Here are some great options for investing $10,000, starting with the ones that can offer great returns—but also some risk.

    Market risk: These are things you have no control over. If the overall financial market suffers, even diversification (basically having a balance of investments in your portfolio) doesn’t eliminate risk.

Business risk: If you invest in stocks, a company’s corporate decision could affect your investment one way or the other. If the market perceives decision as bad, the stock price could plummet.

Political risk: Political events also may affect the market. Think about how the public reacts to major government events and decisions. These reactions can affect your investments, both foreign AND domestic.

Liquidity risk: The time and cost involved in converting an investment into cash contributes to its risk. The more time or cost involved, the higher the liquidity risk.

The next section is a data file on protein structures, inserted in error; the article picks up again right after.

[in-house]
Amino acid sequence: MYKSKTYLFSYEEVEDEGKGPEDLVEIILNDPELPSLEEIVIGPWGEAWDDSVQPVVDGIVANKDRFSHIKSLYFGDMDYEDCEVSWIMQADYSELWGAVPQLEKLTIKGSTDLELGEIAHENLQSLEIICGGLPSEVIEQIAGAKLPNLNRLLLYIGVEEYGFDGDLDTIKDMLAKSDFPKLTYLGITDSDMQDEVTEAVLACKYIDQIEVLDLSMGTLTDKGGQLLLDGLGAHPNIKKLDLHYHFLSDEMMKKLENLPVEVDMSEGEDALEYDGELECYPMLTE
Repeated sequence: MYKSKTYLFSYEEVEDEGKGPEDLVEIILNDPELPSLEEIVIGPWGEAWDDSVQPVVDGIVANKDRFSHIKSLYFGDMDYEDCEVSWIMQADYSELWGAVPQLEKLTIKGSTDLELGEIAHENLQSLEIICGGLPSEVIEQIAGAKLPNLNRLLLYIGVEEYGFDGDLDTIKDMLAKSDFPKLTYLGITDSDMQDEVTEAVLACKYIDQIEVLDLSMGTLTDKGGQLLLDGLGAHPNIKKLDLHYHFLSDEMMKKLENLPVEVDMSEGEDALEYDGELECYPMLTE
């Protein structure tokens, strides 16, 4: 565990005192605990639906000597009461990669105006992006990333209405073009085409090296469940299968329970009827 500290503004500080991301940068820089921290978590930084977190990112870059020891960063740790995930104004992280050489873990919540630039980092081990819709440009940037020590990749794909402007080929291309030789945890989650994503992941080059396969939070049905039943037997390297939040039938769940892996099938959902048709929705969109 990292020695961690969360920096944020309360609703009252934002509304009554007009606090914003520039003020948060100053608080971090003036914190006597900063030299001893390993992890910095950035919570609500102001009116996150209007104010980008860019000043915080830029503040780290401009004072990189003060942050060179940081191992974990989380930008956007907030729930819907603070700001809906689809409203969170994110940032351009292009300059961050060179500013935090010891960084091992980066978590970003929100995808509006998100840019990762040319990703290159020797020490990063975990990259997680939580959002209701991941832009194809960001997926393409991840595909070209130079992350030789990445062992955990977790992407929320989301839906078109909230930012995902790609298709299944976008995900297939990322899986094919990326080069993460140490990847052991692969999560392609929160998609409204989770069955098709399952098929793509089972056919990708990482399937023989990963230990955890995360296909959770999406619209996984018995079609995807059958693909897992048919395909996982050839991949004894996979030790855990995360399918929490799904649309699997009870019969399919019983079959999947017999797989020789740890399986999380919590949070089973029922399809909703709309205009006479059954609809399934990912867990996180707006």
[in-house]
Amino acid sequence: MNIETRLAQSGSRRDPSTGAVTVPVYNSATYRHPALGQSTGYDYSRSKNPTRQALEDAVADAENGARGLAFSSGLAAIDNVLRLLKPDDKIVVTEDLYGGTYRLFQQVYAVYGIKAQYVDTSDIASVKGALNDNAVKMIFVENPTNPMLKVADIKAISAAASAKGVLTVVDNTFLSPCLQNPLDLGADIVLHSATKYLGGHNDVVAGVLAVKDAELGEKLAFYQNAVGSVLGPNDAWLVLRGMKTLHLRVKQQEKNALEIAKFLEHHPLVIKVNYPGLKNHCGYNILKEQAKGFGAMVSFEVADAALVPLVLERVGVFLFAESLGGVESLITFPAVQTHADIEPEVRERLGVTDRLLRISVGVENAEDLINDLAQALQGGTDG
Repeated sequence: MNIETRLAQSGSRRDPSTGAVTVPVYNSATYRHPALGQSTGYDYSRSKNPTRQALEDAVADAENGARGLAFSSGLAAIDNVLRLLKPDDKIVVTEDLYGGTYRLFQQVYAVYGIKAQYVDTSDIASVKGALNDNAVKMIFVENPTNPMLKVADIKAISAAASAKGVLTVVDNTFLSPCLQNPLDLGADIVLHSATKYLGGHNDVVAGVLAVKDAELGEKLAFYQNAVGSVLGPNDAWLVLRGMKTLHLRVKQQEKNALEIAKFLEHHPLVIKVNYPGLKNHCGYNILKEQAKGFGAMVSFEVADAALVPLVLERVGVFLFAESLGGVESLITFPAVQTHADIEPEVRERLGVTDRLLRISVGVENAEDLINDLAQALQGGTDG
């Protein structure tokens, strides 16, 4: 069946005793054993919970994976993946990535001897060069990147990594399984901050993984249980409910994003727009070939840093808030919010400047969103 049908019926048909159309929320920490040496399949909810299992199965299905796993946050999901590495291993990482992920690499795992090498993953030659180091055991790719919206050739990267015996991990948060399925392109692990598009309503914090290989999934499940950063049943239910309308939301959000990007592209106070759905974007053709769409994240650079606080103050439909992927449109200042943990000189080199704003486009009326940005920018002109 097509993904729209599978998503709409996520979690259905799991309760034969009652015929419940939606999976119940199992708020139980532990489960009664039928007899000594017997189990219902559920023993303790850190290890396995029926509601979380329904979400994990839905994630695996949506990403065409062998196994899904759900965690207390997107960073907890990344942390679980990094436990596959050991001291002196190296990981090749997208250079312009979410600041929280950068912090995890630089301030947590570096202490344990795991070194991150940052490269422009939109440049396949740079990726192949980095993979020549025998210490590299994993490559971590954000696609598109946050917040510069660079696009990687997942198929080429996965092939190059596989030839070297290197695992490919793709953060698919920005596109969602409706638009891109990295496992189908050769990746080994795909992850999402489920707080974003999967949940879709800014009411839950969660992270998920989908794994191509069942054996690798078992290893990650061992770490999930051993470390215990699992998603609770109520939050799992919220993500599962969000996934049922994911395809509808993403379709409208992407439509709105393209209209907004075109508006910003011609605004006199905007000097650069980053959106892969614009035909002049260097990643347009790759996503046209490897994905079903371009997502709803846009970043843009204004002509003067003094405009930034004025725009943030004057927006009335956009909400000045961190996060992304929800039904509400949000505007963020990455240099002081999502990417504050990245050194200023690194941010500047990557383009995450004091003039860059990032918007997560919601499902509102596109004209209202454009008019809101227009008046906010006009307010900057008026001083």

• Concentration risk: The less diversified your portfolio, the higher your concentration risk. If you only hold two stocks and one of those plummets, your portfolio will take a big hit. But that’s less likely if it’s one plummeting stock out of 20.
  • Remember the greater the possible reward, the higher the risk. When you take a loss, you’ll need to decide whether to pull your investment or wait it out in hopes of reaping a higher return before too long.

    © CreditDonkey

      Invest in Stocks
      You don’t need a stockbroker to trade stocks. Today, you can use an online brokerage account, such as E*TRADE, among many others. Choose a company offering a simple interface and resources for new investors. Read How to Invest in Stocks for Beginners for more.

    Once you choose an online broker, create an account. As a customer, you may have access to more resources. Take your time to learn about each company.